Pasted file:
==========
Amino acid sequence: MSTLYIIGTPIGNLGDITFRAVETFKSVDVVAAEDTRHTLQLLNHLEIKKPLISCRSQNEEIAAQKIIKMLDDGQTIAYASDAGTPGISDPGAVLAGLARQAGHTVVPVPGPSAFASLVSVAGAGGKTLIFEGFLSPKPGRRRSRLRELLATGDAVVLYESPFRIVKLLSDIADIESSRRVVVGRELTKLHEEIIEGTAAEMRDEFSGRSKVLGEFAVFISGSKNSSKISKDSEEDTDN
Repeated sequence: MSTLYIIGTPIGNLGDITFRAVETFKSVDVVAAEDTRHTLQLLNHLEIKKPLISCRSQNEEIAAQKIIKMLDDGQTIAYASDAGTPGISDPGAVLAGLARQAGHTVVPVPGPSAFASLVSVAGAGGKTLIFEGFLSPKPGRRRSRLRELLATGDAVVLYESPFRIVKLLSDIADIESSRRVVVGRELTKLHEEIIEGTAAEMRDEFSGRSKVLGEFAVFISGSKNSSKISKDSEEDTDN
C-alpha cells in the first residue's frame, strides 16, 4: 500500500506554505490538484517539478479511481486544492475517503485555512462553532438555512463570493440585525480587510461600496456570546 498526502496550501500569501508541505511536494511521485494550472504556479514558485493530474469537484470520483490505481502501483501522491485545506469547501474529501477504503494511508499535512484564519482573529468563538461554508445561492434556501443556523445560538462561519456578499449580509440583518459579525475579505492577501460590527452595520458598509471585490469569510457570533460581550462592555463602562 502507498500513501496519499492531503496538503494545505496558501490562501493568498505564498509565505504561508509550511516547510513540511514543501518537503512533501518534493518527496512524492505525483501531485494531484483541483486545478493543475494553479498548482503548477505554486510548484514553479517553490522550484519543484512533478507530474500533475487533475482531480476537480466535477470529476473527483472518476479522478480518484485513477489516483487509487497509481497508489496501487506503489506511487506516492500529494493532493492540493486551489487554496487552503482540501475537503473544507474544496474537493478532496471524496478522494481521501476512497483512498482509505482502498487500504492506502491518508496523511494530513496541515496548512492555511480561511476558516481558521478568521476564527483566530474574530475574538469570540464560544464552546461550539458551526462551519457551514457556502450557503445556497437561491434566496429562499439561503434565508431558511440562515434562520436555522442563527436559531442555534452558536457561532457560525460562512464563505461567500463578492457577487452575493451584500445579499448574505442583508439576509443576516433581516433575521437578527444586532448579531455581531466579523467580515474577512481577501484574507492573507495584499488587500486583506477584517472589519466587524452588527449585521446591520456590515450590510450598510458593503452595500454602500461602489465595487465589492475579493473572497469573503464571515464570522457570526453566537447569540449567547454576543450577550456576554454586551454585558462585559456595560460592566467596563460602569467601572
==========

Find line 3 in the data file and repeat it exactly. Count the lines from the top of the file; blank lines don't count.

C-alpha cells in the first residue's frame, strides 16, 4: 500500500506554505490538484517539478479511481486544492475517503485555512462553532438555512463570493440585525480587510461600496456570546 498526502496550501500569501508541505511536494511521485494550472504556479514558485493530474469537484470520483490505481502501483501522491485545506469547501474529501477504503494511508499535512484564519482573529468563538461554508445561492434556501443556523445560538462561519456578499449580509440583518459579525475579505492577501460590527452595520458598509471585490469569510457570533460581550462592555463602562 502507498500513501496519499492531503496538503494545505496558501490562501493568498505564498509565505504561508509550511516547510513540511514543501518537503512533501518534493518527496512524492505525483501531485494531484483541483486545478493543475494553479498548482503548477505554486510548484514553479517553490522550484519543484512533478507530474500533475487533475482531480476537480466535477470529476473527483472518476479522478480518484485513477489516483487509487497509481497508489496501487506503489506511487506516492500529494493532493492540493486551489487554496487552503482540501475537503473544507474544496474537493478532496471524496478522494481521501476512497483512498482509505482502498487500504492506502491518508496523511494530513496541515496548512492555511480561511476558516481558521478568521476564527483566530474574530475574538469570540464560544464552546461550539458551526462551519457551514457556502450557503445556497437561491434566496429562499439561503434565508431558511440562515434562520436555522442563527436559531442555534452558536457561532457560525460562512464563505461567500463578492457577487452575493451584500445579499448574505442583508439576509443576516433581516433575521437578527444586532448579531455581531466579523467580515474577512481577501484574507492573507495584499488587500486583506477584517472589519466587524452588527449585521446591520456590515450590510450598510458593503452595500454602500461602489465595487465589492475579493473572497469573503464571515464570522457570526453566537447569540449567547454576543450577550456576554454586551454585558462585559456595560460592566467596563460602569467601572